UC Hastings College of Law May Lose All State Funding

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In attempt to offset the state's $24 billion deficit, the governor proposed last week to eliminate all state funding for the UC Hastings College of Law, an action that could jeopardize the trust that established it 131 years ago and put the college at further financial risk.

Governor Arnold Schwarzenegger proposed to eliminate the $10.3 million the state gives directly to the San Francisco college, which makes up about 20 percent of its total operating budget.

When the college was first established in 1878 by a $100,000 trust from California's first chief justice Serranus Clinton Hastings, it included a provision that requires the state to fund at least 7 percent of the college's operations, said Leo Martinez, a law professor at Hastings and soon-to-be acting chancellor and dean of the college.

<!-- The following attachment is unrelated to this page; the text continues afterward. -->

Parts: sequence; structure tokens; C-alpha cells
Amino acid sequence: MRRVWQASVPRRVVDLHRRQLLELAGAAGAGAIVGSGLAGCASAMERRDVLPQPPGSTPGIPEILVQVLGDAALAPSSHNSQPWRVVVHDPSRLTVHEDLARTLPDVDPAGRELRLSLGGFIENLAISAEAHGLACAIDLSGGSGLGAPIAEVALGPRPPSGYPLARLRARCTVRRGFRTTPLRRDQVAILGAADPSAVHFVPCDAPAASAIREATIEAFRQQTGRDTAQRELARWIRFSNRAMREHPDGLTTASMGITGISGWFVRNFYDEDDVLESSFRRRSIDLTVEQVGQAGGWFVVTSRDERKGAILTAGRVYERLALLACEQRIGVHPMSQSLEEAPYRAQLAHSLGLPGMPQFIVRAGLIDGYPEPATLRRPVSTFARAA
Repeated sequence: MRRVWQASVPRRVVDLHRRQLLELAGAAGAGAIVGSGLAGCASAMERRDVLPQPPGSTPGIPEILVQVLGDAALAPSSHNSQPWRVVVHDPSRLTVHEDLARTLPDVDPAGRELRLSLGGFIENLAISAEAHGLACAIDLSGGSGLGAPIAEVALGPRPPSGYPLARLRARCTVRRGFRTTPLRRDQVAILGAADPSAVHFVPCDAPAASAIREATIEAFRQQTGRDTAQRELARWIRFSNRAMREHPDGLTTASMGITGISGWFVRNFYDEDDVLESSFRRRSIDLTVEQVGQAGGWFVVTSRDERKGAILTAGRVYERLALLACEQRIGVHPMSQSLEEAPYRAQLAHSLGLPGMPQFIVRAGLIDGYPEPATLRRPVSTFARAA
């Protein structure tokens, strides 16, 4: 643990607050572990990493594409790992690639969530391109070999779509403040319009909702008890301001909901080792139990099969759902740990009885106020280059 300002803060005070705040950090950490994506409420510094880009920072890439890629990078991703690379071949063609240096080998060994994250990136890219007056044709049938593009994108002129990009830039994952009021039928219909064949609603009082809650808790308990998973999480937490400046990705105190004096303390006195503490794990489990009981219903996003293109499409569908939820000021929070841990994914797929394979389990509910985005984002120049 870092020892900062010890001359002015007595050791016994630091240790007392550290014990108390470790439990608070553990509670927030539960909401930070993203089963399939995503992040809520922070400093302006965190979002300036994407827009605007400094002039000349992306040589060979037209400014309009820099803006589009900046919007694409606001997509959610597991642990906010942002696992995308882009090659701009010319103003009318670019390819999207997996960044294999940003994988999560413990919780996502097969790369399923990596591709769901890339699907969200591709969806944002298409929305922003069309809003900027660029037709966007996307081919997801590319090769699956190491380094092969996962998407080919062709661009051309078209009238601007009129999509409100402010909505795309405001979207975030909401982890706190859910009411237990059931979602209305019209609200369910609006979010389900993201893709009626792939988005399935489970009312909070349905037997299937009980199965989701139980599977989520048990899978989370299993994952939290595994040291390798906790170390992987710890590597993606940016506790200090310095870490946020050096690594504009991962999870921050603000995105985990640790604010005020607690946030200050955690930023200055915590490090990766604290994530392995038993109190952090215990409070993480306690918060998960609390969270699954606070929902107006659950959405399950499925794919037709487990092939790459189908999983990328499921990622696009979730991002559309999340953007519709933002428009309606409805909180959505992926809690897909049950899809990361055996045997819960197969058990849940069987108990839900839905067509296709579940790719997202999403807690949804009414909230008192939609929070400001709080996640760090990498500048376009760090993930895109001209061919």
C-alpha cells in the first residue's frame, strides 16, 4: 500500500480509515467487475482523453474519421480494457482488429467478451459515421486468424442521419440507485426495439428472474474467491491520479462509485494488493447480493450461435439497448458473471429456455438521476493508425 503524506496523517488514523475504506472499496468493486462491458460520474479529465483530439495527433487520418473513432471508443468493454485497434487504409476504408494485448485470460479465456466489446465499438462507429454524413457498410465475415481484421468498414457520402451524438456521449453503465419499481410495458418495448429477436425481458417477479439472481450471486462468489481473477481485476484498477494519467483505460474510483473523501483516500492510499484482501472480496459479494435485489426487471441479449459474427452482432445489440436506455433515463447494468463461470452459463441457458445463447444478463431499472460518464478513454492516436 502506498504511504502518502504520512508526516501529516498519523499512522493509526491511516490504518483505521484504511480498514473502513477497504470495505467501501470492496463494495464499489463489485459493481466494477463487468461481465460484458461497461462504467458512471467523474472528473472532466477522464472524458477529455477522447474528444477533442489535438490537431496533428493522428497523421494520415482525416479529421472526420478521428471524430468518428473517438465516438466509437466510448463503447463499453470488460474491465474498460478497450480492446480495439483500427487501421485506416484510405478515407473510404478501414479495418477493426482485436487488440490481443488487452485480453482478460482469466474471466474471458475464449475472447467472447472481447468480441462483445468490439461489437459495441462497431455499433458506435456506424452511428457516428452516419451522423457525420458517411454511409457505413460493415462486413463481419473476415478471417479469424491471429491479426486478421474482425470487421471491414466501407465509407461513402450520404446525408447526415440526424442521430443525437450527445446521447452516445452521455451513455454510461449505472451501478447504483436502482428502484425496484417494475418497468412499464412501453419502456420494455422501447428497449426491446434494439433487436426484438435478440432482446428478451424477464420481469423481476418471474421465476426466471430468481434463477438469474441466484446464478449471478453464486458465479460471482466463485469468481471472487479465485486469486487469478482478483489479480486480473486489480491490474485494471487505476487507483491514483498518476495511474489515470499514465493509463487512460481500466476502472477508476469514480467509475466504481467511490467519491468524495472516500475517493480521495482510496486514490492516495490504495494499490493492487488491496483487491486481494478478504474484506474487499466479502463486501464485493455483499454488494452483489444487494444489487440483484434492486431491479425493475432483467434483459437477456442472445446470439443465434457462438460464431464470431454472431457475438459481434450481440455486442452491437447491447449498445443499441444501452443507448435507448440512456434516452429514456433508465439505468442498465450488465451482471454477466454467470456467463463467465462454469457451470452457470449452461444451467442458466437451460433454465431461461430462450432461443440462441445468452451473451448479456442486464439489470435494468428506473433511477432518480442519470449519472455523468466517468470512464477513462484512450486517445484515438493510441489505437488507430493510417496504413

If the governor's proposed elimination of funding is found to violate that provision, the trust plus the interest it has accrued since it was first established could revert back to the Hastings family, Martinez said.

The college is considered part of the UC system but is funded separately from and is not under the control of the UC Board of Regents.

"We are not saying we should be cut ... but we think it's fundamentally unfair that we should be cut 100 percent while the UC and CSU system get cut on the order of 20 (percent)," Martinez said. "We are part of the University of California ... we have been part of the state and the fabric of the UC system for 131 years."

H.D. Palmer, spokesperson for the state's Department of Finance, said the department was aware that the total elimination of state funding could jeopardize the college's trust, but many state-funded areas are facing steep cuts.

"This was one, in our view, that had to go on table," he said.

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